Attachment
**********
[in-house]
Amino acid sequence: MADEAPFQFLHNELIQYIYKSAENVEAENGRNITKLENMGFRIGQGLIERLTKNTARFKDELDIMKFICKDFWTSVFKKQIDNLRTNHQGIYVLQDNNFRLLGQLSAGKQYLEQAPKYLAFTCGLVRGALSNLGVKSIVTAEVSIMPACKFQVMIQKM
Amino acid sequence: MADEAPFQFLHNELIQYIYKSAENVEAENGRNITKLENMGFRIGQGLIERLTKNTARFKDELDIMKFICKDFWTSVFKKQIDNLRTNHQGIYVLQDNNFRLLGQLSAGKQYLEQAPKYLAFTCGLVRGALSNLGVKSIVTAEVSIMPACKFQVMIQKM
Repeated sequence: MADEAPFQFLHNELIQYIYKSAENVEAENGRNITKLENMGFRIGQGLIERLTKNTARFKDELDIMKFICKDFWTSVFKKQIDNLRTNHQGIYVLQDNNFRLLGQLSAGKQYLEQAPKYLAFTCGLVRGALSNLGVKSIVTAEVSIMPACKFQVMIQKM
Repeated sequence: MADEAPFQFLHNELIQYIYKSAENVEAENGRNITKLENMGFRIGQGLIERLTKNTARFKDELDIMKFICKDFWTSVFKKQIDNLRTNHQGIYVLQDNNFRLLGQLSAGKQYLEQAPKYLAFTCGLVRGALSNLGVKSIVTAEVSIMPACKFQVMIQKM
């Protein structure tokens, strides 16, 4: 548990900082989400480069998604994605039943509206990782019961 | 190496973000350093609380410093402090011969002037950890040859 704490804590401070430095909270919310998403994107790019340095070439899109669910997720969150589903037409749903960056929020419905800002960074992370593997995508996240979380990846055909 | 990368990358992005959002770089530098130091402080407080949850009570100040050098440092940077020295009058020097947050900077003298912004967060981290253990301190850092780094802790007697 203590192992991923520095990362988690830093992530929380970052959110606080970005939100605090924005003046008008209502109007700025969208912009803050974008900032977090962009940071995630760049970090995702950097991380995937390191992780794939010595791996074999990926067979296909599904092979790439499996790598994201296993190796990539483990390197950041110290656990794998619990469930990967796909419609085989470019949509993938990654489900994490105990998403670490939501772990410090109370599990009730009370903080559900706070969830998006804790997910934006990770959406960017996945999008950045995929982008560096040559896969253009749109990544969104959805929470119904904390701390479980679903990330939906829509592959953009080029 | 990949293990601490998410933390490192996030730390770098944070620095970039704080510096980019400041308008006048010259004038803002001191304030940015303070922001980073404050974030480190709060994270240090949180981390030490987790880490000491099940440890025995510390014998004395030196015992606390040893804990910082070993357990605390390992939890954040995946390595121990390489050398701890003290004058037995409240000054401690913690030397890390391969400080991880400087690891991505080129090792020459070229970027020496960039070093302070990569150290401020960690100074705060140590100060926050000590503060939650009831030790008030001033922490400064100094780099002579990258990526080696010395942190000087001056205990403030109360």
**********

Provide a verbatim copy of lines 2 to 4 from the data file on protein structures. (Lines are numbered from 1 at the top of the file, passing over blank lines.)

Amino acid sequence: MADEAPFQFLHNELIQYIYKSAENVEAENGRNITKLENMGFRIGQGLIERLTKNTARFKDELDIMKFICKDFWTSVFKKQIDNLRTNHQGIYVLQDNNFRLLGQLSAGKQYLEQAPKYLAFTCGLVRGALSNLGVKSIVTAEVSIMPACKFQVMIQKM
Amino acid sequence: MADEAPFQFLHNELIQYIYKSAENVEAENGRNITKLENMGFRIGQGLIERLTKNTARFKDELDIMKFICKDFWTSVFKKQIDNLRTNHQGIYVLQDNNFRLLGQLSAGKQYLEQAPKYLAFTCGLVRGALSNLGVKSIVTAEVSIMPACKFQVMIQKM
Repeated sequence: MADEAPFQFLHNELIQYIYKSAENVEAENGRNITKLENMGFRIGQGLIERLTKNTARFKDELDIMKFICKDFWTSVFKKQIDNLRTNHQGIYVLQDNNFRLLGQLSAGKQYLEQAPKYLAFTCGLVRGALSNLGVKSIVTAEVSIMPACKFQVMIQKM